During the second half of the 1990s the political atmosphere chilled. Abdurrahman had to make some tough choices. In the face of unrelenting pressure from Suharto and the military he stepped back from the edge. Together with Megawati and Amien Rais he knew he could exert enormous pressure on Suharto's increasingly brittle regime, but he chose to bide his time until they could be certain of a lasting victory. For this he was greatly misunderstood.
Abdurrahman is a realist-idealist. His idealism is unambiguous and rooted in his religious convictions. For him Islam is a religion of justice, compassion and tolerance. He consistently champions inter-communal cooperation. He made three visits to Israel during the 1990s and has made diplomatic normalisation with Israel a personal project as president. Abdurrahman has a rich appreciation of how much we all share as human beings. This humanitarianism is reflected in his love of the novels of Orthodox Jewish writer Chaim Potok, and perhaps even more surprisingly, those of Salman Rushdie, whose freedom he has taken pains to defend.
But Abdurrahman is also a realist. Throughout his 15 years at the helm of Nahdlatul Ulama, the largest organisation with a grass-roots network outside of the military-backed regime itself, he went out of his way to maintain good working relations with the military. Leading an organisation larger than many mid-sized nations made him familiar with the dynamics of real politik. To have opposed the military outright would have meant bloody repression, as the East Timorese are only too aware. Even as president he remains cautious of pushing too hard too fast. He recently signalled that he is prepared to consider pardoning a repentant Suharto 'but not his family members or cronies', arguing that 'Suharto still has many powerful supporters'.
For this reason, reform of the Indonesian military will be gradual. His instincts are to push for evolution over revolution, and to as far as possible avoid confrontation. As NU leader he had a pastoral concern for his tens of millions of members, and this same concern colours his presidential style.
For those who know him, however, the great irony and frustration is that his personality is shot through with a reckless streak. Had he taken greater care of his health, eating well and exercising regularly, he would not have suffered as he has from the effects of adult-onset diabetes. Better control of his blood pressure might have avoided the almost fatal stroke of January 1998 and arrested the erosion of his eyesight.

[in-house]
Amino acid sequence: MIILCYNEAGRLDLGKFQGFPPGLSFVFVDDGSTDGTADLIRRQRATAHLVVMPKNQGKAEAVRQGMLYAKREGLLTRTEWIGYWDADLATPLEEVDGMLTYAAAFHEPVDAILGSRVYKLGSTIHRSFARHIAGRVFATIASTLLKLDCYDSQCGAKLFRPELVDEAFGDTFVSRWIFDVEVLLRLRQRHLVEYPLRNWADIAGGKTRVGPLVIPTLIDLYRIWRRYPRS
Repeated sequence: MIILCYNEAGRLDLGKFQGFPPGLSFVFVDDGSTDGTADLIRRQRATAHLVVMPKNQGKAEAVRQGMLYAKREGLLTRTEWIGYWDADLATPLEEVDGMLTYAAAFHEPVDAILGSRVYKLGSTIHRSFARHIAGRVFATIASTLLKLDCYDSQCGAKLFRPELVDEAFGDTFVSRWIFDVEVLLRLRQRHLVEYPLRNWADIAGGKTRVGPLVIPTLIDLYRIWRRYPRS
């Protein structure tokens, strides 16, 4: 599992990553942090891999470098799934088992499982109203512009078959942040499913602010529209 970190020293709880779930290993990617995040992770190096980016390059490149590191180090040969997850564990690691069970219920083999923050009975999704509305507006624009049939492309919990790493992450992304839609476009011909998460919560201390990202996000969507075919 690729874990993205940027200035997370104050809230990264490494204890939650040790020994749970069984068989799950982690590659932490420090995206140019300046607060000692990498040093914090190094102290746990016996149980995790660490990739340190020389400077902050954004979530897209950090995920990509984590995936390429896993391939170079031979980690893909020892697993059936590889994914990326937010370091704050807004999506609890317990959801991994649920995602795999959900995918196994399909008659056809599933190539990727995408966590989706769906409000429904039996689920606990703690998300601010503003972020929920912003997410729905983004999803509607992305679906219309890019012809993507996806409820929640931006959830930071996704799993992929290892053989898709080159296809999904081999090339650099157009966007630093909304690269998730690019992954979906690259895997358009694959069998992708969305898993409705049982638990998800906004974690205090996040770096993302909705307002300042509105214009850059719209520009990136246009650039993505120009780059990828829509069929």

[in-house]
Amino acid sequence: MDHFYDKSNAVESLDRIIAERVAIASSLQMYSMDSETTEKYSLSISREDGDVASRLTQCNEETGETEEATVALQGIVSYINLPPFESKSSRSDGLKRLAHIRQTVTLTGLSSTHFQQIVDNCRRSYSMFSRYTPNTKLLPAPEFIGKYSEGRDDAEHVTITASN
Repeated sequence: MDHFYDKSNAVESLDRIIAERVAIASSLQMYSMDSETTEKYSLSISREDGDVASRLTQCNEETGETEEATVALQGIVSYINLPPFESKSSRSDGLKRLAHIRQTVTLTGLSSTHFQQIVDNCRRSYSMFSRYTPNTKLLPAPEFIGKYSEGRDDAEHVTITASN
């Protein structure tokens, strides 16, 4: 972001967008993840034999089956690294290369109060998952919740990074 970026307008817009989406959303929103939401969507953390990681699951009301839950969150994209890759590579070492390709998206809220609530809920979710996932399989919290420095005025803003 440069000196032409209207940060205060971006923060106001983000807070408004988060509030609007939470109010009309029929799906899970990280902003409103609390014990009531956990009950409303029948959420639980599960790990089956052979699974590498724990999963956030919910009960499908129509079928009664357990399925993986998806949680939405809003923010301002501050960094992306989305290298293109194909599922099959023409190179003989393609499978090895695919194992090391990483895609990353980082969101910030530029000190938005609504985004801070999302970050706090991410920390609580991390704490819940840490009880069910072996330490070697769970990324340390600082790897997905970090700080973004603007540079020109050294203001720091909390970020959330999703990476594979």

On another front, if he had only refrained from regularly declaring Megawati 'well intentioned but stupid' he would have saved his supporters considerable heartache. Abdurrahman's earthy wit has often gotten the better of him. His lack of discipline reveals itself in other areas as well. Had he learned to become a responsible administrator, his three terms at the helm of NU might have better equipped him for the presidency.
Whether this reckless streak is the product of his unusual childhood is impossible to know. But his abiding sense of destiny most certainly is. On a fateful day in April 1953 Abdurrahman was travelling with his father by car. He was twelve years old. He sat in the front with the driver, his father sat behind. The car was struck from behind by another vehicle and Wahid Hasjim was fatally injured. His mother, a strong woman whom Abdurrahman loved and a real power within NU, made it clear that his father's mantle had now passed to him. He was to become a leader and to serve the nation. He has been driven ever since.
Greg Barton (firstname.lastname@example.org) teaches studies in religion at Deakin University, Geelong, Australia.